Spring birdwatching on Hornøya

After a wonderful summer on the Varanger peninsula 2 years ago, I decided to return in the middle of March, for some spring birdwatching on Hornøya island. I was based as most of the years in March in the north of Finnish Lapland, which allowed me for a long day road trip and back. What a great idea this was! The trip itself is a treat for the eyes, with gorgeous views on the Varanger Fjord and the surrounding tundra all along. But this time, I knew better than stopping at every rock along the way, and headed straight to Vardø and on to the ship to Hornøya island.

At this time of the year, tourists are still scare and as a result, the ship does not operate on a regular schedule. If you call ahead, you can warn that you are coming and they will arrange a trip for you.

Snow season

When people talk about spring birdwatching on Hornøya island, they are often primarily attracted by the large colony of Atlantic Puffins that find themselves on the island. And I am not going to lie, although I have seen puffins many times before, I had this dream of photographing them on a snow covered landscape.

Well… Mission accomplished!

puffins flying on Hornøya island
Puffins and guillemots on Hornøya island

I found also a very nice razorbill on the snow, click! Too bad the fellow had his eye closed, but that’s a keeper anyway!

Spring birdwatching on Hornøya island with a razorbill on snow
Razorbill on the snow of Hornøya island

Puffins always make the show

Their clumsy appearance and bright orange beaks made them famous, and they always live up to a photographers expectations.

Puffin while birdwatching on Hornoya island
Lone puffin contemplating the rest of his world
Puffin on Hornøya island
Puffin in flight in front of the bird cliff
puffins landing on Hornøya island while birding in Varanger
Puffins aligning to land on the runway

But don’t forget the other birds

The bird cliff on Hornøya island is home to 100,000 seabirds, so you’ll have to give some attention to the other guys out there. The other dominating species are the Common Guillemot, the Razorbill and the Kittiwake. There are also very large numbers of Shags. Brünnich’s Guillemot, of which I saw plenty on Svalbard the year before, are supposedly there too, but I was not able to spot any through the binoculars. Spring birding in Varanger will definitely bring you close to all these species!

kitiwakes on Hornøya island
Kittiwakes
Shag on Hornøya island
Shag
Common Guillemots in Hornøya
A wave of Common Guillemots flies of the bird cliff when a predator bird starts circling around. You can spot the Biotope wind shelter in the background.

When to go spring birdwatching on Hornøya island?

Many sea birds arrive already in March, so around mid-March you are already good for an exceptional experience. Depending on the year, you should have snow there until mid or end April.

Unfortunately, the large boulder that fell on the trail was not removed and the trail was not repaired. It is actually forbidden to go beyond a certain point on the trail, clearly marked by a large sign.

no trespassing on Hornøya
No trespassing sign on Hornøya

As you can see with the tracks in the snow, the sign did not stop many people from going further. Alternatively, you can ask the ship to drop you on the other side of the island, and follow the trail to just the other side of the boulder. It is a real pity that the Norwegian nature organisation that deals with trails did nothing about this for already 2.5 years since last time I was there in the summer.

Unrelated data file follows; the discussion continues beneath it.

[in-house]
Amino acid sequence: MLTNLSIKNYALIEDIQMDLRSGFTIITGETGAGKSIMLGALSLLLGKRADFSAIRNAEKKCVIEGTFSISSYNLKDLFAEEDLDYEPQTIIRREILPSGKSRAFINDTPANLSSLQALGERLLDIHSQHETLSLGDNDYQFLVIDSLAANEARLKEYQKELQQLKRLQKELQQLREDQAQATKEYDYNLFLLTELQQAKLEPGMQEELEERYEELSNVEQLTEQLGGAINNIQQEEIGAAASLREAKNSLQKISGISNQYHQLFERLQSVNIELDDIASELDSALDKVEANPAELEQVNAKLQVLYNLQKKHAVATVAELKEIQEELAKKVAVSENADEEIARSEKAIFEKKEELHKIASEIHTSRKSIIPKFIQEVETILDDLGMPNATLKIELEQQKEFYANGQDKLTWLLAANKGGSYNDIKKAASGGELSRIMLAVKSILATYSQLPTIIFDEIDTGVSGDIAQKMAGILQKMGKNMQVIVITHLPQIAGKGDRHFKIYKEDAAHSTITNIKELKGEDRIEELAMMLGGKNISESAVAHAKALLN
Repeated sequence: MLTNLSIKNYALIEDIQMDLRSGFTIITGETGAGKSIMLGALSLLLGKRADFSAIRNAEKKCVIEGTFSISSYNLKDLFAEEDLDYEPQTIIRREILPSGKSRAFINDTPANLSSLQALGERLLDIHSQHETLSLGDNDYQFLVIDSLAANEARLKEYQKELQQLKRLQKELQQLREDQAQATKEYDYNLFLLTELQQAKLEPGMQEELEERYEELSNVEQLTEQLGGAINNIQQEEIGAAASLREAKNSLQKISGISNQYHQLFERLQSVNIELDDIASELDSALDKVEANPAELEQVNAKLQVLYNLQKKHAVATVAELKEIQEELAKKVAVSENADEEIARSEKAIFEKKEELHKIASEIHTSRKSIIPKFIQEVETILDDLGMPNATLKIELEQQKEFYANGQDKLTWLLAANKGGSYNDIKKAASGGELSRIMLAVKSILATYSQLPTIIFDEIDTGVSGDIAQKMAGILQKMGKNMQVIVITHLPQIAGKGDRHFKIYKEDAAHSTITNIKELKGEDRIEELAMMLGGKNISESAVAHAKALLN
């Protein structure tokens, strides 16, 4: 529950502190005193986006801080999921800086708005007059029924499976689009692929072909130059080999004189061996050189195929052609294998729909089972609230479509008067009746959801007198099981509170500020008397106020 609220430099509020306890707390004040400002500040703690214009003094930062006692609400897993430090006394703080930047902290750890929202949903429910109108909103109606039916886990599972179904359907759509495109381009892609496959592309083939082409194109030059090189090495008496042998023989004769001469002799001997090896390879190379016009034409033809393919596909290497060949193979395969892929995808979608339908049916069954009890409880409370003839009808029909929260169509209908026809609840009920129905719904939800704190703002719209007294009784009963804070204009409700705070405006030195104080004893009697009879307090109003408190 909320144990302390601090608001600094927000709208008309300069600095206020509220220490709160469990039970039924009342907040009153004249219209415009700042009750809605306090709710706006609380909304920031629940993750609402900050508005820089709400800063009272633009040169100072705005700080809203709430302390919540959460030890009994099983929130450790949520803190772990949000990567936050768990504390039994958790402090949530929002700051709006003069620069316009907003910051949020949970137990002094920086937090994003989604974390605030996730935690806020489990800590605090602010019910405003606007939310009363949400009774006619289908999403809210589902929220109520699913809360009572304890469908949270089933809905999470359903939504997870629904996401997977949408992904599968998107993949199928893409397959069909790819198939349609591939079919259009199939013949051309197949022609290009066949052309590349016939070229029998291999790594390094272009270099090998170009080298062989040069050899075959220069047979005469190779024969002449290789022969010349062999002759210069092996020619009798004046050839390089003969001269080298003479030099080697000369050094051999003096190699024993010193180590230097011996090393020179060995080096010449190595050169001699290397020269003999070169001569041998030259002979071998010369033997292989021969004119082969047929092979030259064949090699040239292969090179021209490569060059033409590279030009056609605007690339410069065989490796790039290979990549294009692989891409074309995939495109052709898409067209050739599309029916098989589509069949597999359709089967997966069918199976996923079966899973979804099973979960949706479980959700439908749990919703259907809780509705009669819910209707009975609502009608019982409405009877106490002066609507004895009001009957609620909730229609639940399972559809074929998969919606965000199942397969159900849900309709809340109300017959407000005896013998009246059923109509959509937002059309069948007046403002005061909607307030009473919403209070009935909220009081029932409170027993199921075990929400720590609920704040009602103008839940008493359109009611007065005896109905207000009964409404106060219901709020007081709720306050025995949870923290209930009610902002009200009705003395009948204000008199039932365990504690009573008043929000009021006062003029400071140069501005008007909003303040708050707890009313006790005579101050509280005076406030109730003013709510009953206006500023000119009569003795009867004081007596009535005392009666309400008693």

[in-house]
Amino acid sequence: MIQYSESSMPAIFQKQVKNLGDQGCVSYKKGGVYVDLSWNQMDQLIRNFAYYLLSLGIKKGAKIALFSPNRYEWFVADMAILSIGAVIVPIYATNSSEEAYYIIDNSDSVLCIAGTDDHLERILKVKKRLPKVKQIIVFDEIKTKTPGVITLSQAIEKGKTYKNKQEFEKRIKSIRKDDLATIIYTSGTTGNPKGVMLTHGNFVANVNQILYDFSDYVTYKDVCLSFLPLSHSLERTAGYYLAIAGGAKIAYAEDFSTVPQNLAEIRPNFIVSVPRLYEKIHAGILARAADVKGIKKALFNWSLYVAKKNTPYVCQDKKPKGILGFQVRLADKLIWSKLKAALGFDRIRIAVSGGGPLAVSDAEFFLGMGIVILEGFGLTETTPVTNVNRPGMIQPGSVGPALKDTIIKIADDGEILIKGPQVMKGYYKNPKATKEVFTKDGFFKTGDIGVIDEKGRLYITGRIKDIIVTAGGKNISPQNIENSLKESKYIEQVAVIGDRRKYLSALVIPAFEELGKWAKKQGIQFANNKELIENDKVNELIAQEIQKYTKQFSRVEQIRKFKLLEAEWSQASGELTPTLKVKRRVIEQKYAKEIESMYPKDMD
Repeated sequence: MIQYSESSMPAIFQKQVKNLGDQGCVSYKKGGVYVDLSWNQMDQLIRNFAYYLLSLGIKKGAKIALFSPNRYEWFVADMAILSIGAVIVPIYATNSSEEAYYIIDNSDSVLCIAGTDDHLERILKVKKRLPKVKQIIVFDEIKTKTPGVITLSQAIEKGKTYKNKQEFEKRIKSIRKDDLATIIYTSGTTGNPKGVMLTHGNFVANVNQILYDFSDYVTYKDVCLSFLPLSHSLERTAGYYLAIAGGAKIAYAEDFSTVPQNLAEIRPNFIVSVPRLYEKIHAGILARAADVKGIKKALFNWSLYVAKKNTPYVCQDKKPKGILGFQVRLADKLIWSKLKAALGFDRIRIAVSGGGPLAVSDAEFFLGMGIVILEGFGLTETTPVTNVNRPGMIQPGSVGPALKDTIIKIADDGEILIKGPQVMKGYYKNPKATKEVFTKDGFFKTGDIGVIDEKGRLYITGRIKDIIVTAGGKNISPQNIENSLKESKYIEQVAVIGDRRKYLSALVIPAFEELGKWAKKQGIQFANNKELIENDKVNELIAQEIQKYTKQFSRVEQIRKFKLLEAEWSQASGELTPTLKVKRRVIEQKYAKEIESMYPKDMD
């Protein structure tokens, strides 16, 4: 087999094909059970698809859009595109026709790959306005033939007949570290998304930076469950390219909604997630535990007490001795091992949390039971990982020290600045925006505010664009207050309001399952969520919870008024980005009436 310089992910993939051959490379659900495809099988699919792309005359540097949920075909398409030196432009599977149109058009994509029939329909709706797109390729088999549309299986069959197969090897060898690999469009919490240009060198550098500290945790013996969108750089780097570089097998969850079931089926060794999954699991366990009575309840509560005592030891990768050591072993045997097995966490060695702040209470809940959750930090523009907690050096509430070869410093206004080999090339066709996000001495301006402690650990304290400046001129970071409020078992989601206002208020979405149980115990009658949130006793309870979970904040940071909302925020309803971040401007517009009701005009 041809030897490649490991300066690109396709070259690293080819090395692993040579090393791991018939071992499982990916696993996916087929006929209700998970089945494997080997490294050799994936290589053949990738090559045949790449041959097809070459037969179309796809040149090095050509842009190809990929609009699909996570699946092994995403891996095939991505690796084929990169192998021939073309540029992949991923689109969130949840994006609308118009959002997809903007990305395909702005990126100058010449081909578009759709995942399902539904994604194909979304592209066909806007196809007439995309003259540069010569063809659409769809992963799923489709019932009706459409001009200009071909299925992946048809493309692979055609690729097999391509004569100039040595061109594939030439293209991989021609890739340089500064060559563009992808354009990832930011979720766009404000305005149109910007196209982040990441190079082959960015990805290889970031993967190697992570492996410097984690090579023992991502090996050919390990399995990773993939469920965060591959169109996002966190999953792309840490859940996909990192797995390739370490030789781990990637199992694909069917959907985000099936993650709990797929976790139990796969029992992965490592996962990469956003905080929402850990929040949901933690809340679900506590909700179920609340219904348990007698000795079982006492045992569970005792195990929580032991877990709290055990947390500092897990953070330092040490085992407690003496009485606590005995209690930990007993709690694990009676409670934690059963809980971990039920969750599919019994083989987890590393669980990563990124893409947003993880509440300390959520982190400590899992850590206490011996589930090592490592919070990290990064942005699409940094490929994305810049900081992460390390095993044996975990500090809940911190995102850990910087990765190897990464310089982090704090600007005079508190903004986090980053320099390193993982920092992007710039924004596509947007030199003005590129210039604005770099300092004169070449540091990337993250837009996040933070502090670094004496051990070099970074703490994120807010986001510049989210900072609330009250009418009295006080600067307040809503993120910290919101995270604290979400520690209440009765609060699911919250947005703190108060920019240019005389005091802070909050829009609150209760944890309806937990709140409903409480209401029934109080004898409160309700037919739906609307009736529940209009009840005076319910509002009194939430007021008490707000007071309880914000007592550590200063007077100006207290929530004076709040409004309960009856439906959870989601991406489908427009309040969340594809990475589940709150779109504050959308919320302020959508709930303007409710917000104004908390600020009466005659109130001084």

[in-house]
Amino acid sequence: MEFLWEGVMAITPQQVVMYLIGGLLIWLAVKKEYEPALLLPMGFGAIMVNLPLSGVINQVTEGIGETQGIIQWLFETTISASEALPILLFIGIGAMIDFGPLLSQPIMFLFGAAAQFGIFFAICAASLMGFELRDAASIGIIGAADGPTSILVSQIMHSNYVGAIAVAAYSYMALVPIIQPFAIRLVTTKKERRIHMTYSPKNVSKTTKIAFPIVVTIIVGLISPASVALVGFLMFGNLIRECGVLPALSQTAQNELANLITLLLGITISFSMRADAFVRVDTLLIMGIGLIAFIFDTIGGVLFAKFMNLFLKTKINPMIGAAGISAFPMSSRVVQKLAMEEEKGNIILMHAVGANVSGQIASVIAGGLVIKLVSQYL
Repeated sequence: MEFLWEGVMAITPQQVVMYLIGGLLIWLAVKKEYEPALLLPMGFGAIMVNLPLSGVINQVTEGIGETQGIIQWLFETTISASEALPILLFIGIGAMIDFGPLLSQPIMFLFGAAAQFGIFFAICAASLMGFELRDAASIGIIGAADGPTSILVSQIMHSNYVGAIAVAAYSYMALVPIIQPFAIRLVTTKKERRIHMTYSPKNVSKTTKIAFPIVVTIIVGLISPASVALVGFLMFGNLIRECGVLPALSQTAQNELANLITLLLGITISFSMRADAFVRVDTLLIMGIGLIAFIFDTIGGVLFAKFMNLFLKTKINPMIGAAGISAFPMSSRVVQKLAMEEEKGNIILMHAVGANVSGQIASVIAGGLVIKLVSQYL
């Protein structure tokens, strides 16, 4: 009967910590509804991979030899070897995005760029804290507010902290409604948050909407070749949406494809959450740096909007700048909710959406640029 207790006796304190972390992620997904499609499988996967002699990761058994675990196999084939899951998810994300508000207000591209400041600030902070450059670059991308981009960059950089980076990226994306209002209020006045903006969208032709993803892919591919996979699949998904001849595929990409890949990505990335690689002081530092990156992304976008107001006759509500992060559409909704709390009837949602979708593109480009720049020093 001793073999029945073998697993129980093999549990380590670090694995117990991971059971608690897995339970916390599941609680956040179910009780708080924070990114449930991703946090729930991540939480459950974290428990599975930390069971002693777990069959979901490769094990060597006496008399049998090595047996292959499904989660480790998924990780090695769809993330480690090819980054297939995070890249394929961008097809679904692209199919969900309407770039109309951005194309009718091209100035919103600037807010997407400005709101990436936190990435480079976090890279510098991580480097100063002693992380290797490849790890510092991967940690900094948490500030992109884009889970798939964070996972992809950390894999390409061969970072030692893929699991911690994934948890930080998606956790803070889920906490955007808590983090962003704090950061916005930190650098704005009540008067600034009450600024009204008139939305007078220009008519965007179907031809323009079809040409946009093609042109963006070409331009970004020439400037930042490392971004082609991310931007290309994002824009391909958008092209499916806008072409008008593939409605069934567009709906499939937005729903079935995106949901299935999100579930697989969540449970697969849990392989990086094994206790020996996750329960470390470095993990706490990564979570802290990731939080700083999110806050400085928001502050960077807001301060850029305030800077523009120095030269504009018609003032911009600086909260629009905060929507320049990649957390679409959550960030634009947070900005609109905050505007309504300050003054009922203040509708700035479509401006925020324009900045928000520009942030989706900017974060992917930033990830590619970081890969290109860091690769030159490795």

How to travel to Hornøya?

You can fly to Kirkenes and on to Vardø. Alternatively you can fly to Ivalo in Finland, which seems to have the favour or many birdwatchers who rent a car there and drive all the way to Vardø. If you are not keen on driving, you can book a stay in Utsjoki, in the very north of Finnish Lapland. There, companies like Aurora Holidays organise birding trips to Varanger and Hornøya.

Wrapping up

I did not take any super fancy photography equipment to the island. You can enjoy your spring birdwatching on Hornøya with simple binoculars and a 100-400mm lens. The birds get indeed that close to you.

And I have one last recommendation. Do check Biotope’s website and book prior to your trip. They contain a tonne of super useful information on the entire Varanger peninsula, making birding in the area super easy and fun, even for beginners!

So, are you planning your trip now? Or planning a summer trip?

This Post Has 2 Comments

  1. Thank you once again for a great blog and sharing the beautiful pictures. I read and commented on your blog last year and am sorry to hear the trail to the Hornoya bird cliff still has not yet been repaired. I was excited to find this recent update of your return to Hornoya. I really hope to see it myself someday. There are a group of us that watch the live online Audubon puffin cameras at explore.org (located at Seal Island, Maine, USA) and share comments every season (May – Sept) watching together for seven years now. We have all become good friends and also shared the online experience when NRK had the cameras on Hornoya for one season in 2016. One of my friends is from Røros, Norway and she is the one who introduced me to Hornoya. I’ll be sure to share this blog with her and my other puffin loving friends, I know they’ll enjoy it. Hopefully you’ll get to make many more visits to Norway!

    1. Hi Scott, I am glad that you like the blog post! It is indeed a pity that the trail is still closed. As you can see the footsteps in the snow, many people seem not to care, but I just couldn’t get myself to walk beyond the sign. I’ll go back there hopefully this summer!

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